Figure 3: The Generator-discriminator architecture of AGENT at the document level

4.3 Hierarchical Decoding and Copyediting

After the training of AGENT is done, we use the top level Generator to create a document vector. This vector is passed to the top level Decompressor and Decoder, and each resulting vector is passed in turn to the decoder of its level. By the end of this process, which we call the Hierarchical Decoding (HD), we are left with a DVT whose leaves can be translated into tokens by the lowest level decoder. However, before generating text in that manner, we perform an additional step, which we refer to as Copyediting. In this step the DVT is repeatedly traversed level by level, where all nodes of the same level are simultaneously updated according to the following formula:

where is a small constant, is the current node after ‘i’ iterations of Copyediting, and is the same node, replaced by the <MASK> vector of its level and reconstructed using the other (unchanged) nodes of the same level in accordance with the MLM task (3.2). After updating all the nodes of a level, the lower level of the DVT is generated from the updated nodes and the traversal progresses.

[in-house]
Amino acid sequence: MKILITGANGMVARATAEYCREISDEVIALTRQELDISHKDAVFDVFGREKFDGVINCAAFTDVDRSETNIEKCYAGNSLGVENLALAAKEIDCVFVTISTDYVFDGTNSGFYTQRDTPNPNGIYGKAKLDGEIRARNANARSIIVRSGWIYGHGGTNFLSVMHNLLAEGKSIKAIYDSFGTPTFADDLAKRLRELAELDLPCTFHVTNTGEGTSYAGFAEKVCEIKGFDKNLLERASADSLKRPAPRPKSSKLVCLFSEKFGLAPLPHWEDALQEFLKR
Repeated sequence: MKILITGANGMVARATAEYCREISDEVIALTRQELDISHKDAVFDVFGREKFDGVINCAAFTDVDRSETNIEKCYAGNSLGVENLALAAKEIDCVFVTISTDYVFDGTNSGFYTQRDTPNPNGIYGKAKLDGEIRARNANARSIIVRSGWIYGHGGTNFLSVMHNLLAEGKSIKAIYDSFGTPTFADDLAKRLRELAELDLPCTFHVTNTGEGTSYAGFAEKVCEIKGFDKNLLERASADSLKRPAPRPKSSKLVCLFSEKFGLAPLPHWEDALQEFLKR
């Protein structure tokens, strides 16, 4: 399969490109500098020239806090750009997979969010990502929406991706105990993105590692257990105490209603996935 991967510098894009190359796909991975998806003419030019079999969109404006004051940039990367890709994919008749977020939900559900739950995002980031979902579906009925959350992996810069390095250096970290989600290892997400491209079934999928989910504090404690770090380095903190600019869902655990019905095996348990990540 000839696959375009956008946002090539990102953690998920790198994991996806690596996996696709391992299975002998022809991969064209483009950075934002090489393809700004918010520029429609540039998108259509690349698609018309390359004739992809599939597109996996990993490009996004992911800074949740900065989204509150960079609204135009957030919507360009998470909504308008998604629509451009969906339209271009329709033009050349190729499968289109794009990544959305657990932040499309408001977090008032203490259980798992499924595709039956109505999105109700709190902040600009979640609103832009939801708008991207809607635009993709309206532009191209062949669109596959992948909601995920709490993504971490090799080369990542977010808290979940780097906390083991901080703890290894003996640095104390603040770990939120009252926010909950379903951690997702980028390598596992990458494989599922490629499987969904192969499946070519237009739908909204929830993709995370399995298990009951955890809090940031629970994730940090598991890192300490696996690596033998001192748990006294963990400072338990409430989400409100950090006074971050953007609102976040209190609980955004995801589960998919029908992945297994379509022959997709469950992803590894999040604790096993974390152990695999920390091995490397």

The motivation behind this step is to use the knowledge we have gathered during the MLM task of how neighboring texts (sentences in the same paragraph for example) relate to each other, in order to constrain the decoded text to exhibit such constraints as well. In other words, the weights of the MLM component contains knowledge about how subsequent sentences (in the training examples) behave, and this knowledge might not overlap completely with the knowledge contained in the HD.

5 Proper Nouns Data Base

Figure 4: The Proper Nouns Data Base architecture